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Open Access Highly Accessed Research article

Information encoded in a network of inflammation proteins predicts clinical outcome after myocardial infarction

Francisco J Azuaje1*, Sophie Rodius1, Lu Zhang1, Yvan Devaux1 and Daniel R Wagner12

Author Affiliations

1 Laboratory of Cardiovascular Research, Public Research Centre for Health (CRP-Santé), L-1150, Luxembourg

2 Division of Cardiology, Centre Hospitalier, L-1210, Luxembourg

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BMC Medical Genomics 2011, 4:59  doi:10.1186/1755-8794-4-59


The electronic version of this article is the complete one and can be found online at: http://www.biomedcentral.com/1755-8794/4/59


Received:6 May 2011
Accepted:14 July 2011
Published:14 July 2011

© 2011 Azuaje et al; licensee BioMed Central Ltd.

This is an Open Access article distributed under the terms of the Creative Commons Attribution License (http://creativecommons.org/licenses/by/2.0), which permits unrestricted use, distribution, and reproduction in any medium, provided the original work is properly cited.

Abstract

Background

Inflammation plays an important role in cardiac repair after myocardial infarction (MI). Nevertheless, the systems-level characterization of inflammation proteins in MI remains incomplete. There is a need to demonstrate the potential value of molecular network-based approaches to translational research. We investigated the interplay of inflammation proteins and assessed network-derived knowledge to support clinical decisions after MI. The main focus is the prediction of clinical outcome after MI.

Methods

We assembled My-Inflamome, a network of protein interactions related to inflammation and prognosis in MI. We established associations between network properties, disease biology and capacity to distinguish between prognostic categories. The latter was tested with classification models built on blood-derived microarray data from post-MI patients with different outcomes. This was followed by experimental verification of significant associations.

Results

My-Inflamome is organized into modules highly specialized in different biological processes relevant to heart repair. Highly connected proteins also tend to be high-traffic components. Such bottlenecks together with genes extracted from the modules provided the basis for novel prognostic models, which could not have been uncovered by standard analyses. Modules with significant involvement in transcriptional regulation are targeted by a small set of microRNAs. We suggest a new panel of gene expression biomarkers (TRAF2, SHKBP1 and UBC) with high discriminatory capability. Follow-up validations reported promising outcomes and motivate future research.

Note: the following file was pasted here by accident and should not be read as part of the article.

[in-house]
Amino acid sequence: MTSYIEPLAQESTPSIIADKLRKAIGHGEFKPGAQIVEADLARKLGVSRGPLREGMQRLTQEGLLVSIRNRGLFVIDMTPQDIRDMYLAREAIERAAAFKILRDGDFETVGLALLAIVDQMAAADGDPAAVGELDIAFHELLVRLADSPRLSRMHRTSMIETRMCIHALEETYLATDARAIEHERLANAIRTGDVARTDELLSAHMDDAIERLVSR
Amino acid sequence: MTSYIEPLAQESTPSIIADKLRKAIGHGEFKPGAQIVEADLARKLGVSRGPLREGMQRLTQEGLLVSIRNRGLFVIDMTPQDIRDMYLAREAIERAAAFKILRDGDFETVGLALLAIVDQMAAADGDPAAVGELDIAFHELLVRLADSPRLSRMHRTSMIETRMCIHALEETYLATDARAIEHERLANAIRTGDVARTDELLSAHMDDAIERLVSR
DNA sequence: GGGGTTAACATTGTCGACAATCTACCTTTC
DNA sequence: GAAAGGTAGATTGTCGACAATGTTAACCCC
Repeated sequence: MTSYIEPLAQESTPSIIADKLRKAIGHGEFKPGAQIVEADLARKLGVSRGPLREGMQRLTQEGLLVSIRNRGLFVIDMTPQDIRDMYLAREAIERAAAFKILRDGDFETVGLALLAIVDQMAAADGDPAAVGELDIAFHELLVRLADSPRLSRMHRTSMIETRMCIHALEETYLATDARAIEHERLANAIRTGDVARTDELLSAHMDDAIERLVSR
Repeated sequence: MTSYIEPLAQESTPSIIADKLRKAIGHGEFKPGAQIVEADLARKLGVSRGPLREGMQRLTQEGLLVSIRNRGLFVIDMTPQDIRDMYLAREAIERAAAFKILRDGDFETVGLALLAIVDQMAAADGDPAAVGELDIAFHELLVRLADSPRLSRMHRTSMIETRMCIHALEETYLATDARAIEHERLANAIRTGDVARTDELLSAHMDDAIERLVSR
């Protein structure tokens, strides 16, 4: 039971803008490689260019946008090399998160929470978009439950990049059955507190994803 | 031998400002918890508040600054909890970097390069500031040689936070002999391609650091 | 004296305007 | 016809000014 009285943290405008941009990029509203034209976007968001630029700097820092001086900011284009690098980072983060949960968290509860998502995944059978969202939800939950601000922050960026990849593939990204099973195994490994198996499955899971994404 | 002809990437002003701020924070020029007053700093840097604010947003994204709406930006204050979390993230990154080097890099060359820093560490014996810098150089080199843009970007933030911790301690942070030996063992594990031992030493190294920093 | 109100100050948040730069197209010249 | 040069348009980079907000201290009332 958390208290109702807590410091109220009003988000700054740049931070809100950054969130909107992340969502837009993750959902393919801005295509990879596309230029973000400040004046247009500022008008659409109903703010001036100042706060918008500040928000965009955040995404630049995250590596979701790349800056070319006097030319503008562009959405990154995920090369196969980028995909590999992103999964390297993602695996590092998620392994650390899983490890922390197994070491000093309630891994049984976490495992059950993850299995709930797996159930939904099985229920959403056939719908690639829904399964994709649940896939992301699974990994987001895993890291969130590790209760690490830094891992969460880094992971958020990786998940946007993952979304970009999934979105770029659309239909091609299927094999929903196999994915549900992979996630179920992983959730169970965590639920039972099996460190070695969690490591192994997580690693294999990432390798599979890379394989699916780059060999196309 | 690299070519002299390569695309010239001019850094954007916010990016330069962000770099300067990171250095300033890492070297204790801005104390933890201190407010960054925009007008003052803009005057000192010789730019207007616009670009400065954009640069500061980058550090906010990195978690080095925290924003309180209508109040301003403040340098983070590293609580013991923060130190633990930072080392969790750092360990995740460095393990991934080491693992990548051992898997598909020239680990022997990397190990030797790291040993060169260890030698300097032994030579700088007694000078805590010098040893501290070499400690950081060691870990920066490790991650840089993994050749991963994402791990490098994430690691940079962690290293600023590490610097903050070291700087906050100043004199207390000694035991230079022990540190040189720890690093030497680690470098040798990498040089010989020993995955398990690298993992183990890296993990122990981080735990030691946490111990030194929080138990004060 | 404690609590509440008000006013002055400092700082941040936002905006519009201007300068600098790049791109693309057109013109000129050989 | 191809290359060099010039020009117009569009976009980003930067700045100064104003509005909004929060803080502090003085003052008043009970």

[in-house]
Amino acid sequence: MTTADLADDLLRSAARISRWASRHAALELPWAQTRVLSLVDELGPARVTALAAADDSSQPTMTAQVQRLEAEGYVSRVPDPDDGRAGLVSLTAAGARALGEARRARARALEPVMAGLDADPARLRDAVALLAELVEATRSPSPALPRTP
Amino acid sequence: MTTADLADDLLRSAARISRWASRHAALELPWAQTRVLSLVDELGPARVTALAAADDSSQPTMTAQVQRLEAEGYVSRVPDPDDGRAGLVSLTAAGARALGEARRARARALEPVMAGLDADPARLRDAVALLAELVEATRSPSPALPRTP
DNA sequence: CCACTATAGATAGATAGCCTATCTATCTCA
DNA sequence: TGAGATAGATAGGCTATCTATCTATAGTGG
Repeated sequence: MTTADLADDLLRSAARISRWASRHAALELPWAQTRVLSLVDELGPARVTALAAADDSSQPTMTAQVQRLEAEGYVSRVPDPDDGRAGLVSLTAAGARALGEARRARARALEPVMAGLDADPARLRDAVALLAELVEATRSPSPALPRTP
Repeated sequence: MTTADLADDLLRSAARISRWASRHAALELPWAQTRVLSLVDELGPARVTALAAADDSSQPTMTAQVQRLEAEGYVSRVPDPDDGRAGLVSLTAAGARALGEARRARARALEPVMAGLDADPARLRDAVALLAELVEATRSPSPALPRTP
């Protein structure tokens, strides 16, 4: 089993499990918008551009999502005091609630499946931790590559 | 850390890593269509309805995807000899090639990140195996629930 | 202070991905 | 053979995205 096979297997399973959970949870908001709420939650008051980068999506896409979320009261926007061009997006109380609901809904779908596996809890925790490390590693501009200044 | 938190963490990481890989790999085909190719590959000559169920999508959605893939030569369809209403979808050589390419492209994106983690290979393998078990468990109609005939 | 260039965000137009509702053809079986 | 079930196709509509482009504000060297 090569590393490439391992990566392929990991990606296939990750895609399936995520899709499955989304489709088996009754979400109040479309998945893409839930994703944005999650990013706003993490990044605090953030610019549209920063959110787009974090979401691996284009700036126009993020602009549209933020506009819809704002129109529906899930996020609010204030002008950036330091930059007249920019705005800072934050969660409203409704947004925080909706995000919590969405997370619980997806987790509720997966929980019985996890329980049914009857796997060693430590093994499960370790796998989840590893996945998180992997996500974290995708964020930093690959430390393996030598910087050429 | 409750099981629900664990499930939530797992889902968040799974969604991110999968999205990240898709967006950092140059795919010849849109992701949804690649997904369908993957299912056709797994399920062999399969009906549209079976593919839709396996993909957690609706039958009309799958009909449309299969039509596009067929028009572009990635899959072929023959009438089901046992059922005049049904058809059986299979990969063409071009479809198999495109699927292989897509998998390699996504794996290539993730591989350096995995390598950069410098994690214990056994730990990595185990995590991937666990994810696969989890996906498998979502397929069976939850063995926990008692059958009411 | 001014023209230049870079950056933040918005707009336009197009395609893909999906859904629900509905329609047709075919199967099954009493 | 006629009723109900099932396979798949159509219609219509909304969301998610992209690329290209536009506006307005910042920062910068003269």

Conclusion

This study enhances understanding of the interaction network that executes inflammatory responses in human MI. Network-encoded information can be translated into knowledge with potential prognostic application. Independent evaluations are required to further estimate the clinical relevance of the new prognostic genes.

Background

Cardiovascular disease is a major cause of death worldwide. Myocardial infarction (MI) often leads to heart failure (HF), which makes MI a leading source of morbidity and hospitalizations [1]. Different inflammation biomarkers with diagnostic and prognostic applications have been deployed in the clinical setting [2,3]. Post-MI cell death triggers the activation of several complex inflammatory processes to clear dead cells and initiate heart tissue regeneration [4-7]. It has been suggested that such a coordinated regulation is fundamental to enable cardiac repair and recovery after MI [8]. C-reactive protein (CRP) and other pro-inflammatory cytokines are widely-applied biomarkers in the routine clinical setting [2,6,9]. For example, CRP's capacity to identify patients with high risk of developing HF has been demonstrated in different studies, including the Framingham Heart Study [10], though this can be achieved at the expense of low specificity [2].